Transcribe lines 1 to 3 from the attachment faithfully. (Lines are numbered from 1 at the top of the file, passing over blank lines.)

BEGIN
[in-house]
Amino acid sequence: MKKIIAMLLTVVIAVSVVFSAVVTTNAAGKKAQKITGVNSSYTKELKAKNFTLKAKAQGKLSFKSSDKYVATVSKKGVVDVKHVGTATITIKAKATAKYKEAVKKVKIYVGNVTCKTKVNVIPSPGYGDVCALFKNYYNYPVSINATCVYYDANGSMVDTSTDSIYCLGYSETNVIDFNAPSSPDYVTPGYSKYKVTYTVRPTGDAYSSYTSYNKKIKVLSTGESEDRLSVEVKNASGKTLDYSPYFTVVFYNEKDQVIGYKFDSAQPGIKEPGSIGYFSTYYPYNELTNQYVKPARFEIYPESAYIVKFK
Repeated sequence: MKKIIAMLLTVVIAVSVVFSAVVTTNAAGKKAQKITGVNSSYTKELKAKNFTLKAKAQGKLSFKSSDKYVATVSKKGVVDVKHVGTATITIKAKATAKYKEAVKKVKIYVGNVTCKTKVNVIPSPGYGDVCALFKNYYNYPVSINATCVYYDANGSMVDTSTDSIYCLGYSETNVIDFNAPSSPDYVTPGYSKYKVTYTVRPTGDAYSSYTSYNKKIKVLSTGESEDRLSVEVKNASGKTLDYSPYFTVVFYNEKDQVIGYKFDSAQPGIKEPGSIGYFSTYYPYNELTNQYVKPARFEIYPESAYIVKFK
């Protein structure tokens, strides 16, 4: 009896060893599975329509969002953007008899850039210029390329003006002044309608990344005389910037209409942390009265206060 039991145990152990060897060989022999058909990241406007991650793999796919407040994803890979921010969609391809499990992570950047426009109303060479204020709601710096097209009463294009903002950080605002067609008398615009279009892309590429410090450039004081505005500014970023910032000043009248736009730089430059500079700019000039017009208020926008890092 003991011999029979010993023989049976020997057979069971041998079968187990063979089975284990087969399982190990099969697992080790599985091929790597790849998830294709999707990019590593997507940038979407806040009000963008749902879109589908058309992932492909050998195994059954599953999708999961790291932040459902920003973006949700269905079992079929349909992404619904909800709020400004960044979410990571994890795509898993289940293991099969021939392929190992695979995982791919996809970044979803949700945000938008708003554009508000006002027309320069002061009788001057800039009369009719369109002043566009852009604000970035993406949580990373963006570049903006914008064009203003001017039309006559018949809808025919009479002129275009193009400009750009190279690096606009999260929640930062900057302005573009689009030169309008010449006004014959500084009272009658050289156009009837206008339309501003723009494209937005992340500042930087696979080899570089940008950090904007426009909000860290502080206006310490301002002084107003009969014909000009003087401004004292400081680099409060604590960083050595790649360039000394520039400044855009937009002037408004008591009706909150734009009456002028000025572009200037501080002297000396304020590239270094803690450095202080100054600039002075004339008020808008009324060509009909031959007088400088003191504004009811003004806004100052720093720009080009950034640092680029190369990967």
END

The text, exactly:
[in-house]
Amino acid sequence: MKKIIAMLLTVVIAVSVVFSAVVTTNAAGKKAQKITGVNSSYTKELKAKNFTLKAKAQGKLSFKSSDKYVATVSKKGVVDVKHVGTATITIKAKATAKYKEAVKKVKIYVGNVTCKTKVNVIPSPGYGDVCALFKNYYNYPVSINATCVYYDANGSMVDTSTDSIYCLGYSETNVIDFNAPSSPDYVTPGYSKYKVTYTVRPTGDAYSSYTSYNKKIKVLSTGESEDRLSVEVKNASGKTLDYSPYFTVVFYNEKDQVIGYKFDSAQPGIKEPGSIGYFSTYYPYNELTNQYVKPARFEIYPESAYIVKFK
Repeated sequence: MKKIIAMLLTVVIAVSVVFSAVVTTNAAGKKAQKITGVNSSYTKELKAKNFTLKAKAQGKLSFKSSDKYVATVSKKGVVDVKHVGTATITIKAKATAKYKEAVKKVKIYVGNVTCKTKVNVIPSPGYGDVCALFKNYYNYPVSINATCVYYDANGSMVDTSTDSIYCLGYSETNVIDFNAPSSPDYVTPGYSKYKVTYTVRPTGDAYSSYTSYNKKIKVLSTGESEDRLSVEVKNASGKTLDYSPYFTVVFYNEKDQVIGYKFDSAQPGIKEPGSIGYFSTYYPYNELTNQYVKPARFEIYPESAYIVKFK